"This was a problem because hackers could look at the contents of
        unprocessed active server pages, which can contain Perl and VBScript
                            with sensitive information."
       Microsoft scrambled to patch that glitch after CNET published details
       on how to exploit it. The patch was successful, and Microsoft's IIS is
        not vulnerable to the new bug. But a quick visit to a site running a
          third-party program processing active server pages (ASPs) under
           Netscape Enterprise revealed that, once again, the unprocessed
          contents of ASPs can be viewed, so Microsoft's latest patch only
                      protects applications running under IIS.
            Bob Denny, lead developer for O'Reilly & Associates' WebSite
       Professional project, said the new bug stems from the fact that users
          can pass a file name containing extra characters to the NT/95/98
       operating system. Windows will accept the file name and open a file by
            the same name, except with the trailing characters removed.
        "We consider this a serious security problem," Denny said. "The 2.3
       release of WebSite Pro is scheduled imminently (within days). We have
          already implemented a fix for this problem, and the fix will be
                  available to our customers in the 2.3 version."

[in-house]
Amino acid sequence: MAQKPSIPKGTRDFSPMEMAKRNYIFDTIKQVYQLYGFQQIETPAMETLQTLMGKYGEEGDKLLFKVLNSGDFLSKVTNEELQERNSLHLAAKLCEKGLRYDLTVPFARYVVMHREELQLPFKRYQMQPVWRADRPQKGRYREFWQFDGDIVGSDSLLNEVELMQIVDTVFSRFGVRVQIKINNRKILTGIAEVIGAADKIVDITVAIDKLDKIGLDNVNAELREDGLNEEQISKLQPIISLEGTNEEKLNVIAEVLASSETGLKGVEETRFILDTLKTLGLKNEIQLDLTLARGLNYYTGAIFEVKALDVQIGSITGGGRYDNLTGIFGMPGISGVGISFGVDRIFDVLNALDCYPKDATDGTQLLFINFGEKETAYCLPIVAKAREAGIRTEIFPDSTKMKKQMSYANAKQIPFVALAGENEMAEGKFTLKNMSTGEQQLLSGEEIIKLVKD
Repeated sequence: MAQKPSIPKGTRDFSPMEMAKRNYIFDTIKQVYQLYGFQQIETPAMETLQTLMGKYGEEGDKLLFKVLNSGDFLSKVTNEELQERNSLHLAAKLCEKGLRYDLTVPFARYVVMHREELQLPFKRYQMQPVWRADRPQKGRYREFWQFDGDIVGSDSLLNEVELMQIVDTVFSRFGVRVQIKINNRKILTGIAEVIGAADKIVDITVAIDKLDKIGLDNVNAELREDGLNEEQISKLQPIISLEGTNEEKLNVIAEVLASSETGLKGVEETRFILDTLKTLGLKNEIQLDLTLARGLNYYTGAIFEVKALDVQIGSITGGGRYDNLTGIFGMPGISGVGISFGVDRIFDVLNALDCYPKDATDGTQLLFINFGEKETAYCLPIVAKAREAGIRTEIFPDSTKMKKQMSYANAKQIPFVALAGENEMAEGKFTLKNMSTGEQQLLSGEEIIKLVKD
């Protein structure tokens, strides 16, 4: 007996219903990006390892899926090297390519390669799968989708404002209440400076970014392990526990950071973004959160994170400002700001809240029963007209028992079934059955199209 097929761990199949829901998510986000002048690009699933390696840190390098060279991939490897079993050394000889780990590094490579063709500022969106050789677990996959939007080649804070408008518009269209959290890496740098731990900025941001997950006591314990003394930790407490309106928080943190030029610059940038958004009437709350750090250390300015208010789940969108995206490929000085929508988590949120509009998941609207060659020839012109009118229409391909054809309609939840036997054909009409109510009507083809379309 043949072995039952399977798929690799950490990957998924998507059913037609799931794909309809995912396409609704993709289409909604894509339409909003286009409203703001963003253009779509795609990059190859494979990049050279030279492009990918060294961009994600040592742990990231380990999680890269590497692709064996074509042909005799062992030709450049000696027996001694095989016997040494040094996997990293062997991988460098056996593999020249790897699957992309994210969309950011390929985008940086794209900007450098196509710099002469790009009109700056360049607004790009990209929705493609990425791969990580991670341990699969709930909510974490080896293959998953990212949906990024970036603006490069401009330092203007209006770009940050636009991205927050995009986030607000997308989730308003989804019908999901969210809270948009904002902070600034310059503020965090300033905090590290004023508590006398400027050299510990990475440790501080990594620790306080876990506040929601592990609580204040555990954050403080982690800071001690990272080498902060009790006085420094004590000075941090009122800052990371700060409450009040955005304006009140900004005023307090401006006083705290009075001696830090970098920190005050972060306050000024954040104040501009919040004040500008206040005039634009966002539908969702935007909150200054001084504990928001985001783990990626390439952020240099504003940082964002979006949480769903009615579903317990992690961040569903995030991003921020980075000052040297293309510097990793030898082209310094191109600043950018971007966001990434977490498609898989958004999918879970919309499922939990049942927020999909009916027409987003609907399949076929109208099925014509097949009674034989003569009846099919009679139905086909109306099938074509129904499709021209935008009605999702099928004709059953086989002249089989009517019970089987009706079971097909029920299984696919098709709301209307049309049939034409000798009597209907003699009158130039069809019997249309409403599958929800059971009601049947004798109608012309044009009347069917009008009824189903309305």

"The bug is dangerous because it doesn't take a hacker to exploit it,"
        said Joseph Schmitt II, a system administrator for San Diego Source
       who helped identify the new glitch. "When virtually any user can visit
       your site and view the source code for an application, which sometimes
         includes vital system information, there's a real security threat.
       This bug may well affect the security of any file accessible via a URL
                          address, compiled or otherwise."
          Jim Obsitnik, Netscape's Enterprise Server product manager, said
        engineers at Netscape also were able to confirm the bug's existence,
             and he indicated a patch would be issued early next week.
       "We've taken a look at it. The bug is a new one, and we're looking for
                    the best way to get it out." Obsitnik said.
            The fix will also be included with the next point release of
                       Enterprise, due to ship in September.
         Obsitnik indicated that the bug could leave any server-side script
        vulnerable, including some compiled and uncompiled executable files.
           Server-side scripts are a sort of hybrid programming language,
          combining standard HTML tags with tags developed by third-party